The second annual, hugely successful 3D Med Symposium was held on the 5th of October 2016, hosting over 130 participants from different disciplines. The purpose of the event was to facilitate discussions about the disruptive potential of 3D printing in the medical field, and serve as a catalyst for future ideas and as a meeting point for interdisciplinary collaboration.
Welcome to 3dMedLab.org.au, home of Austin Health and The University of Melbourne’s Medical 3D Printing Laboratory. Our lab officially opened in May 2016 after two years of preparation and development. If you have a 3D printing related question please contact us!
It was only a few months ago that Mr Jason Chuen, a vascular surgeon at the Austin Hospital (and honorary senior fellow at The University of Melbourne), approached Research Platforms with an idea. That idea was to develop a community of researchers and medical practitioners which had skills in digital reification technologies such as 3D modelling, image reconstruction and 3D printing, which could better support and enhance research and teaching at The University of Melbourne’s School of Medicine, Dentistry and Health Sciences (MDHS).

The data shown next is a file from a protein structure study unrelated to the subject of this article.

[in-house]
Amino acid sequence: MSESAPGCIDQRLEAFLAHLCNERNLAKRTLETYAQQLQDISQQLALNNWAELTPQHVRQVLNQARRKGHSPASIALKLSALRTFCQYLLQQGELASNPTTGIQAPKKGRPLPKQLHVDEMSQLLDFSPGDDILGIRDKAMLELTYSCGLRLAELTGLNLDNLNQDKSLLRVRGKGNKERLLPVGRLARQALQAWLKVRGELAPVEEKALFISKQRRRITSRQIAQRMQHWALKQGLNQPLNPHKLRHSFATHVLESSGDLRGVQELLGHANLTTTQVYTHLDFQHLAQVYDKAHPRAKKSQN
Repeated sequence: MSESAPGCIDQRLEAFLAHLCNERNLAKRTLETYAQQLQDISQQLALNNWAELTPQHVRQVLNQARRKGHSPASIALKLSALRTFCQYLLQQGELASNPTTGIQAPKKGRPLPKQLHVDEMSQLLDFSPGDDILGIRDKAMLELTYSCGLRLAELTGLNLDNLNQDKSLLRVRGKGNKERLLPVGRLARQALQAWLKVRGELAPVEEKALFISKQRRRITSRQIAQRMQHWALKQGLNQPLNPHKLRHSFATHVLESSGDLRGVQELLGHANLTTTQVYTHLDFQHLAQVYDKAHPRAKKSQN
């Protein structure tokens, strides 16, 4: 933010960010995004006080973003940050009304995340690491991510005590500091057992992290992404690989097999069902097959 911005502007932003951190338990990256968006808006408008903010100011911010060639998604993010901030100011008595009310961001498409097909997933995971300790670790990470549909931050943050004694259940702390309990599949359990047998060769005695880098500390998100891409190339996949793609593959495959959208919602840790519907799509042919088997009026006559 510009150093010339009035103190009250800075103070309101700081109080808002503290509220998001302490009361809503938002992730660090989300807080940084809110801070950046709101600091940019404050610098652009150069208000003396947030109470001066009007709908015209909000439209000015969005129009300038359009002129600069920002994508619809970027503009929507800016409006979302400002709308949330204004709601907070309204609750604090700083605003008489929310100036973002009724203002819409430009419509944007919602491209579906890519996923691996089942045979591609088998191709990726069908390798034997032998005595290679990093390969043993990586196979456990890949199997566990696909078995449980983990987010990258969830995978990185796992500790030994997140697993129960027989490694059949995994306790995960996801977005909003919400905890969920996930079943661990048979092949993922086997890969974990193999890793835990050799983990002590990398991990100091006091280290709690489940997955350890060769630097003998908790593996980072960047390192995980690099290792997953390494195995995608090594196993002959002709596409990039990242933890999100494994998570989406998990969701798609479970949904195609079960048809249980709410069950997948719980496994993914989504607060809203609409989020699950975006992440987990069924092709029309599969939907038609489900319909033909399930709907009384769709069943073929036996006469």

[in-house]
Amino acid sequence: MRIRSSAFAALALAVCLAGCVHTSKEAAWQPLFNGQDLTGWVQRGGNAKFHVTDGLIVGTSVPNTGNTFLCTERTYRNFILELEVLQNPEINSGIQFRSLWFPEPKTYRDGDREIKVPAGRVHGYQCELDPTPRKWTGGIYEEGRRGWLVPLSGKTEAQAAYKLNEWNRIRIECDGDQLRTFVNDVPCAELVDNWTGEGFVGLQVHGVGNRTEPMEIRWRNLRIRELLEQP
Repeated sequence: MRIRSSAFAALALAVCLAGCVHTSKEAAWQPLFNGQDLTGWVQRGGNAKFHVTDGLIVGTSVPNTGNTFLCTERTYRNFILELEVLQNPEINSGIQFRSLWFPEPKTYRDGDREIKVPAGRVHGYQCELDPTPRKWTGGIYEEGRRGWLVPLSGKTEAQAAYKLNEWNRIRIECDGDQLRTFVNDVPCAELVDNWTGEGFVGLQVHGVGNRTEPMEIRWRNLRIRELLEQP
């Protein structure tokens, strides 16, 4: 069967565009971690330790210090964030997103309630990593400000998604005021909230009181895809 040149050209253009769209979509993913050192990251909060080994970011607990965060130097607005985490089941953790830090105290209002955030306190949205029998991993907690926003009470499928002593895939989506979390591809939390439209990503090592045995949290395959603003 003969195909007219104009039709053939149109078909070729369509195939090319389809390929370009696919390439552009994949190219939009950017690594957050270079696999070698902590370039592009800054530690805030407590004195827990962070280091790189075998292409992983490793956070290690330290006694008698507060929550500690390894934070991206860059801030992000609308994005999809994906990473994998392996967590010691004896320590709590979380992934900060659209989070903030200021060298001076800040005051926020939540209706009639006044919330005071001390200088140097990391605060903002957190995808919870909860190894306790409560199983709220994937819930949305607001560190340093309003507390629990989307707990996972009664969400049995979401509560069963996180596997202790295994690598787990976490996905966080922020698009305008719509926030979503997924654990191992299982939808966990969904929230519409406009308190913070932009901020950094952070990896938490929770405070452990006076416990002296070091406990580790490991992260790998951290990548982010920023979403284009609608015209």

In order to provide the creative ‘spark’ for this emerging community, we worked towards establishing a seminar that would bring medical researchers and practitioners together to see the current ‘cutting edge’ in 3D printing and design technologies, as well as provide a platform for discussing what infrastructure, training and resources were required help the community thrive. The end result: The 3D Printing for Medical Applications Seminar (#3DMed), held at the Carlton Connect Initiative’s Lab-14 events space at the Corner of Swanston and Grattan Street. Overall, we could not have asked for a better start for #3DMed, when this fantastic venue was combined with eight fascinating presentations and over 100 passionate attendees.
Talks covered a range of medical-specific, 3D printing topics, including surgical planning, implants and prosthesis, bio-printing applications, commercialisation of medical products, imaging techniques, forensic medicine and bio-visualisations.
Overall, the first #3Dmed community event was a resounding success. The speakers gave our community and Research Platforms a lot to think about, with some fantastic feedback and questions being raised on the Twittersphere. This invaluable feedback will also help Research Platforms develop our Melbourne Collaborative Research Infrastructure Program (MCRIP) funding bid, which aims to secure the critical resources required to support the needs of the #3DMed research community. With both the 3D printing showcase (link soon) and the ‘Shark-tank’ innovation seminars (link soon) only months away, expect digital reification technologies to make a huge impact on research and innovation @Unimelb in 2015 and beyond!